Thursday, December 3, 2015

Restaurant reviews

Here is Tanya Gold in Saturday’s Spectator, reviewing a London restaurant called Sexy Fish. She likes the service, likes the food, but… She begins:
Sexy Fish is a ludicrous restaurant with a ludicrous name in a ludicrous town. It is the latest venture from Richard Caring, major Tory donor and Asian fusion’s very own Bond villain.
In the middle she writes:
In the basement private room there is a fish tank, where the ‘sexy’ fish — brightly coloured, minute and somehow heartbreaking — swim like tiny fishy slaves. I have never seen a restaurant whose ethos is so clearly and comprehensively, so preeningly and unapologetically: ‘Fuck you, I’m rich and I want a golden cave and servants. I want a pony and all the hookers I can strangle. I want a pyramid of cocaine and an Audi -Quattro.’ It is like being punched in the face by Abu Dhabi.
Here is John Gardner in the NZ Herald’s Saturday magazine Canvas, reviewing an Auckland restaurant called Euro. He begins:
Euro has long been one of Auckland’s more prestigious eating venues and we were curious to see how its latest manifestation would fit into the niche.
He concludes:
The food had been good, the surroundings pleasing and spacious and the service efficient. Under its new direction, Euro remains a thoroughly professional and well integrated operation and it seems inevitably destined to enjoy a continuing level of success.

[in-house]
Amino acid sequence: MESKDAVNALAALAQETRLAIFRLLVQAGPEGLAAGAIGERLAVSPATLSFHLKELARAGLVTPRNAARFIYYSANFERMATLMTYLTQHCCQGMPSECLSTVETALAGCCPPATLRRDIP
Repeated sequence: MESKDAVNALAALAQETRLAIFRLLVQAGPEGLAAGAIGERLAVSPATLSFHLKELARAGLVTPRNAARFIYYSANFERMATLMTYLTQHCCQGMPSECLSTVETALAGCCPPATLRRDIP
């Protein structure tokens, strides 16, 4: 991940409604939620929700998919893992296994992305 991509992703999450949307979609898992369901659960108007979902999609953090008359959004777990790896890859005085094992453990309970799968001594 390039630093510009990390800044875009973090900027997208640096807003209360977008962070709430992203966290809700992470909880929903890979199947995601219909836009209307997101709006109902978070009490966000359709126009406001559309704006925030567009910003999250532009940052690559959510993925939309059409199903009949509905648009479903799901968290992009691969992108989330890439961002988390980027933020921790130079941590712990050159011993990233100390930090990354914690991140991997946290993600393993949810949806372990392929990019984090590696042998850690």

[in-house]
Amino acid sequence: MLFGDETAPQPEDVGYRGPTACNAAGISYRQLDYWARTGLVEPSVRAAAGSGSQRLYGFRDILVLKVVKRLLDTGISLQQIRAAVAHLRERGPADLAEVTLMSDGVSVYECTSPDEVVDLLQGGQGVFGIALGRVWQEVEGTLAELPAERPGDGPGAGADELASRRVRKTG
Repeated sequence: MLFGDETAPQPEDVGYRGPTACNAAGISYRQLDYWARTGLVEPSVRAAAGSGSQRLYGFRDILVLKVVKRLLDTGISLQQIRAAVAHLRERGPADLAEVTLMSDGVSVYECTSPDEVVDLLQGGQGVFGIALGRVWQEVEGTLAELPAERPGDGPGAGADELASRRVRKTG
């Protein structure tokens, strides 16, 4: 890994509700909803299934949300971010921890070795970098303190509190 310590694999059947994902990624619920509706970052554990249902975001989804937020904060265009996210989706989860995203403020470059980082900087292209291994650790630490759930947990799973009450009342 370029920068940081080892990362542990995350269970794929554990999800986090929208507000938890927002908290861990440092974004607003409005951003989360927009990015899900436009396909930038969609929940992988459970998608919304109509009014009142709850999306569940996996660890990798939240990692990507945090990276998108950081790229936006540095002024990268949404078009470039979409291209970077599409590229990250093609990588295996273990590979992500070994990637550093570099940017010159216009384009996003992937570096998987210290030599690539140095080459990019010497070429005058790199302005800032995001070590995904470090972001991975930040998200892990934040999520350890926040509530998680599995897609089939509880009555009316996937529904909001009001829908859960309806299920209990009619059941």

Plonker. I wonder if the people who run the NZ Herald have heard of Tanya Gold (best story ever about her is the one about she tells about attempting to jump Brian Sewell), Jay Rayner, Terry Durack, Giles Coren – or anyone else who can write knowledgably and entertainingly about food. This bar was raised a long time ago.

So here are Talking Heads live in 1978 with “The Big Country” from that year’s album More Songs about Buildings and Food :


Lauraine said...

Hooray. Join the club S.S! On the mark again.
Now looking for New Zealand's most boring restaurant reviewer..and there are plenty of them.
"I went here but parking was a problem. This is what you I ate. It was lovely but I can't tell you much more because I have scant food knowledge and I don't do any research to find out about the chef, the restaurant philosophy or anything that might give a clue as to who the place might appeal to. And I won't let you know about the wine for two reasons: it's boring and I have no vinous knowledge."

Stephen Stratford said...

Yep. That is the standard-issue review. In the Waikato we have Denise Irvine who knows food and writes well; there are others in other regions. The Herald now treats restaurant reviews the way it used to treat book reviews - a perk for staff or ex-staff. Odd. I can only assume that the editor doesn't care.

helenalex said...

I suspect a further problem is that New Zealand is so small that a really vicious (even if well-deserved) review ala AA Gill would do serious damage to the writer's social life, and ability to eat out.

Stephen Stratford said...

Perhaps. But in Auckland it could boost the writer's status. Obviously not in kinder, gentler places such as Christchurch and Dunedin. My personal jury is out on Wellington - but I think that David Burton has been severe on occasion..